Garfield Heights boy and mother awarded $14.5 million in medical malpractice court
Stephanie Stewart was an excited but nervous mother to be. When Stewart was twenty-five years old her pregnancy ended with an emergency caesarian delivery, five weeks before her due date. In 2003, eleven years after her first pregnancy, Stewart was pregnant with her second child. During this pregnancy she went into labor three times. She was admitted to MetroHealth Hospital and each time the labor was stopped with medication and bed rest.
Medical malpractice court documents stated that because of Stewart’s first pregnancy, and the three times that she went into labor, Stewart and her doctor discussed that she should have a caesarian section. On April 10th, Stephanie Stewart’s water broke and she was admitted to the hospital at noon. Stewart wanted to deliver her baby right away, but the hospital staff did not agree that she was ready. At 5:30pm Stewart asked again to have the baby delivered. Stewart was told by the attending obstetrician that the baby was healthy. Around 9:00pm the baby showed signs of distress. Medical malpractice court documents stated that an emergency caesarian was immediately performed.
Alijah, her son, had suffered a massive brain hemorrhage. Medical experts concluded that the brain hemorrhage occurred at 5:30pm, around the time when Stewart was told the baby was healthy and fine. Stephanie Stewart’s son, Alijah, is now eleven years old. Alijah has cerebral palsy, cognitive delays, visual impairments and other problems that will require lifelong care and attention.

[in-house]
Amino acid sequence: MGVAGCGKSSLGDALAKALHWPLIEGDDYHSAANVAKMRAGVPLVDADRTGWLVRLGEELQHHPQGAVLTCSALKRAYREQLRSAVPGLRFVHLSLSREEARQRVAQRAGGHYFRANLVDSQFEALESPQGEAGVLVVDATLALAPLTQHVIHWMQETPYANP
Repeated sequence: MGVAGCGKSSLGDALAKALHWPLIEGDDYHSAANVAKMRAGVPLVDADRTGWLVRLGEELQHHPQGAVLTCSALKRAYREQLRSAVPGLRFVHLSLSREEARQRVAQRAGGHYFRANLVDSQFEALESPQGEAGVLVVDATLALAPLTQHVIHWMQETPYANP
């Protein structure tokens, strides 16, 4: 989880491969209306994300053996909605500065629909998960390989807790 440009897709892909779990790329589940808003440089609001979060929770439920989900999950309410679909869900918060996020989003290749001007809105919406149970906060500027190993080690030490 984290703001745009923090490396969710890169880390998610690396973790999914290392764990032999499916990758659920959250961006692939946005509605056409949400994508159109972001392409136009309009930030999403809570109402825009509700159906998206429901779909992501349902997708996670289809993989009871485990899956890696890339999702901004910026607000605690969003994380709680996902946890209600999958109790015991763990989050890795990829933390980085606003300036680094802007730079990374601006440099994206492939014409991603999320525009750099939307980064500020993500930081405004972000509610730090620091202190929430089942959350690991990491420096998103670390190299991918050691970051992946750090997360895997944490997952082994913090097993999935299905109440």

The hospital’s defense was that Alijah was a premature baby and nothing could have changed the birth injury from occurring.
According to Cleveland.com, the medical malpractice court jury determined there was medical negligence and Stewart was not informed that there was a significant risk of a brain hemorrhage if a baby goes into fetal distress. Stewart was not given any options and she was denied her request for a caesarian. The jury awarded $8 million for the cost of future care, $5 million for Alijah’s pain and suffering, $1 million for Stewart’s cost of services and $500,000 for past economic losses.